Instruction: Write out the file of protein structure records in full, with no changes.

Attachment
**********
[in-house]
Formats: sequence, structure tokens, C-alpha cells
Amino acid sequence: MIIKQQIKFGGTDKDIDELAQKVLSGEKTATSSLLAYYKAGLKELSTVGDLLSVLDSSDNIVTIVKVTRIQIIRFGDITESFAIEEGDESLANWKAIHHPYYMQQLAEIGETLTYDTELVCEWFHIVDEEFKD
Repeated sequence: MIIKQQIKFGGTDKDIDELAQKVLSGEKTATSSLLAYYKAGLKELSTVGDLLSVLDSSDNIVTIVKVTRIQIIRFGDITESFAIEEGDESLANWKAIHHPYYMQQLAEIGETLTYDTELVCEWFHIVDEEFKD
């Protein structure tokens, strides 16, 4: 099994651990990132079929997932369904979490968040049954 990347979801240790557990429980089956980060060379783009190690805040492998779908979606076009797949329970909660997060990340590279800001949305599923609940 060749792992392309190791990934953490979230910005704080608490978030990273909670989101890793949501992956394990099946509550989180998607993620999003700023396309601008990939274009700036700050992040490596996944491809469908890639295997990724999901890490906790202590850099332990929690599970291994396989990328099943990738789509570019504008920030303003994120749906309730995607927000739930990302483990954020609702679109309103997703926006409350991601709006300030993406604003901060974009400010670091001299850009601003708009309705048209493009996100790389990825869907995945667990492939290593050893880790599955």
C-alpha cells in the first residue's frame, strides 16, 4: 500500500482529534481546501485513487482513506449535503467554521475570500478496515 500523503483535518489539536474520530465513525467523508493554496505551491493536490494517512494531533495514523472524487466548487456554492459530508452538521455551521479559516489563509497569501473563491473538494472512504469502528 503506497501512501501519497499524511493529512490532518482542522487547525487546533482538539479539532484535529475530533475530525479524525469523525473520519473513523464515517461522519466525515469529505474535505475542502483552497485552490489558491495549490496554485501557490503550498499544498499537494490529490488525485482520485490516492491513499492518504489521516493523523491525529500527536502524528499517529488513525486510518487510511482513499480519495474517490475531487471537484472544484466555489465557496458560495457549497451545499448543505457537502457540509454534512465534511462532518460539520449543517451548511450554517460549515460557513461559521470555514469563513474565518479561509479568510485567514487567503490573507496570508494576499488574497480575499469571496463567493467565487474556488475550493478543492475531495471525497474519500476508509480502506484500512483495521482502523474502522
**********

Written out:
[in-house]
Formats: sequence, structure tokens, C-alpha cells
Amino acid sequence: MIIKQQIKFGGTDKDIDELAQKVLSGEKTATSSLLAYYKAGLKELSTVGDLLSVLDSSDNIVTIVKVTRIQIIRFGDITESFAIEEGDESLANWKAIHHPYYMQQLAEIGETLTYDTELVCEWFHIVDEEFKD
Repeated sequence: MIIKQQIKFGGTDKDIDELAQKVLSGEKTATSSLLAYYKAGLKELSTVGDLLSVLDSSDNIVTIVKVTRIQIIRFGDITESFAIEEGDESLANWKAIHHPYYMQQLAEIGETLTYDTELVCEWFHIVDEEFKD
């Protein structure tokens, strides 16, 4: 099994651990990132079929997932369904979490968040049954 990347979801240790557990429980089956980060060379783009190690805040492998779908979606076009797949329970909660997060990340590279800001949305599923609940 060749792992392309190791990934953490979230910005704080608490978030990273909670989101890793949501992956394990099946509550989180998607993620999003700023396309601008990939274009700036700050992040490596996944491809469908890639295997990724999901890490906790202590850099332990929690599970291994396989990328099943990738789509570019504008920030303003994120749906309730995607927000739930990302483990954020609702679109309103997703926006409350991601709006300030993406604003901060974009400010670091001299850009601003708009309705048209493009996100790389990825869907995945667990492939290593050893880790599955």
C-alpha cells in the first residue's frame, strides 16, 4: 500500500482529534481546501485513487482513506449535503467554521475570500478496515 500523503483535518489539536474520530465513525467523508493554496505551491493536490494517512494531533495514523472524487466548487456554492459530508452538521455551521479559516489563509497569501473563491473538494472512504469502528 503506497501512501501519497499524511493529512490532518482542522487547525487546533482538539479539532484535529475530533475530525479524525469523525473520519473513523464515517461522519466525515469529505474535505475542502483552497485552490489558491495549490496554485501557490503550498499544498499537494490529490488525485482520485490516492491513499492518504489521516493523523491525529500527536502524528499517529488513525486510518487510511482513499480519495474517490475531487471537484472544484466555489465557496458560495457549497451545499448543505457537502457540509454534512465534511462532518460539520449543517451548511450554517460549515460557513461559521470555514469563513474565518479561509479568510485567514487567503490573507496570508494576499488574497480575499469571496463567493467565487474556488475550493478543492475531495471525497474519500476508509480502506484500512483495521482502523474502522